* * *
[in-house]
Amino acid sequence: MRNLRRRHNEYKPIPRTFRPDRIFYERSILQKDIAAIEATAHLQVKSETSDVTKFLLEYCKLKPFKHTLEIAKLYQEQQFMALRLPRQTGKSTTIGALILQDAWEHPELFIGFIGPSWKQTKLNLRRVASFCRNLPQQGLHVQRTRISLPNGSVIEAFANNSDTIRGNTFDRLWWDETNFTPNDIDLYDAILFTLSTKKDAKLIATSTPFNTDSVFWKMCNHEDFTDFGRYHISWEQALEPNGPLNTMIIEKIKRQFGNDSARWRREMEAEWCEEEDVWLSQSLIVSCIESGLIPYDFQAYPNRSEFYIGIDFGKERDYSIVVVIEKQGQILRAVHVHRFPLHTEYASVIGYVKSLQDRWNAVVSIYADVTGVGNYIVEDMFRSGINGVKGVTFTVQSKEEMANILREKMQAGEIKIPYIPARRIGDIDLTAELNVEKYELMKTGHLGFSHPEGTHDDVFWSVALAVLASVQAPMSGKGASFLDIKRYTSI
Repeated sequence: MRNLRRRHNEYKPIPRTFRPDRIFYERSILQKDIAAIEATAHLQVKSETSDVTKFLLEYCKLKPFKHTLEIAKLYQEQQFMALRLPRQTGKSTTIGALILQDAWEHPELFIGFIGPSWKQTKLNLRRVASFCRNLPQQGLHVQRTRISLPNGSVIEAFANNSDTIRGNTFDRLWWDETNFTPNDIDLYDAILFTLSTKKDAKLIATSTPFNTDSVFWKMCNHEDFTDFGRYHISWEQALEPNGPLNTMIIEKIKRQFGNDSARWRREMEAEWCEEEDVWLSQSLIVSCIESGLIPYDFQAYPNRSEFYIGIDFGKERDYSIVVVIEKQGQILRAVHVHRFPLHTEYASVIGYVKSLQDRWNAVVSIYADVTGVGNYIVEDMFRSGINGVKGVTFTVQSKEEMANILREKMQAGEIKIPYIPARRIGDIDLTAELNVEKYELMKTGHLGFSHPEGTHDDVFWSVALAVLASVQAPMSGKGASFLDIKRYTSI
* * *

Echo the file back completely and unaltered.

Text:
[in-house]
Amino acid sequence: MRNLRRRHNEYKPIPRTFRPDRIFYERSILQKDIAAIEATAHLQVKSETSDVTKFLLEYCKLKPFKHTLEIAKLYQEQQFMALRLPRQTGKSTTIGALILQDAWEHPELFIGFIGPSWKQTKLNLRRVASFCRNLPQQGLHVQRTRISLPNGSVIEAFANNSDTIRGNTFDRLWWDETNFTPNDIDLYDAILFTLSTKKDAKLIATSTPFNTDSVFWKMCNHEDFTDFGRYHISWEQALEPNGPLNTMIIEKIKRQFGNDSARWRREMEAEWCEEEDVWLSQSLIVSCIESGLIPYDFQAYPNRSEFYIGIDFGKERDYSIVVVIEKQGQILRAVHVHRFPLHTEYASVIGYVKSLQDRWNAVVSIYADVTGVGNYIVEDMFRSGINGVKGVTFTVQSKEEMANILREKMQAGEIKIPYIPARRIGDIDLTAELNVEKYELMKTGHLGFSHPEGTHDDVFWSVALAVLASVQAPMSGKGASFLDIKRYTSI
Repeated sequence: MRNLRRRHNEYKPIPRTFRPDRIFYERSILQKDIAAIEATAHLQVKSETSDVTKFLLEYCKLKPFKHTLEIAKLYQEQQFMALRLPRQTGKSTTIGALILQDAWEHPELFIGFIGPSWKQTKLNLRRVASFCRNLPQQGLHVQRTRISLPNGSVIEAFANNSDTIRGNTFDRLWWDETNFTPNDIDLYDAILFTLSTKKDAKLIATSTPFNTDSVFWKMCNHEDFTDFGRYHISWEQALEPNGPLNTMIIEKIKRQFGNDSARWRREMEAEWCEEEDVWLSQSLIVSCIESGLIPYDFQAYPNRSEFYIGIDFGKERDYSIVVVIEKQGQILRAVHVHRFPLHTEYASVIGYVKSLQDRWNAVVSIYADVTGVGNYIVEDMFRSGINGVKGVTFTVQSKEEMANILREKMQAGEIKIPYIPARRIGDIDLTAELNVEKYELMKTGHLGFSHPEGTHDDVFWSVALAVLASVQAPMSGKGASFLDIKRYTSI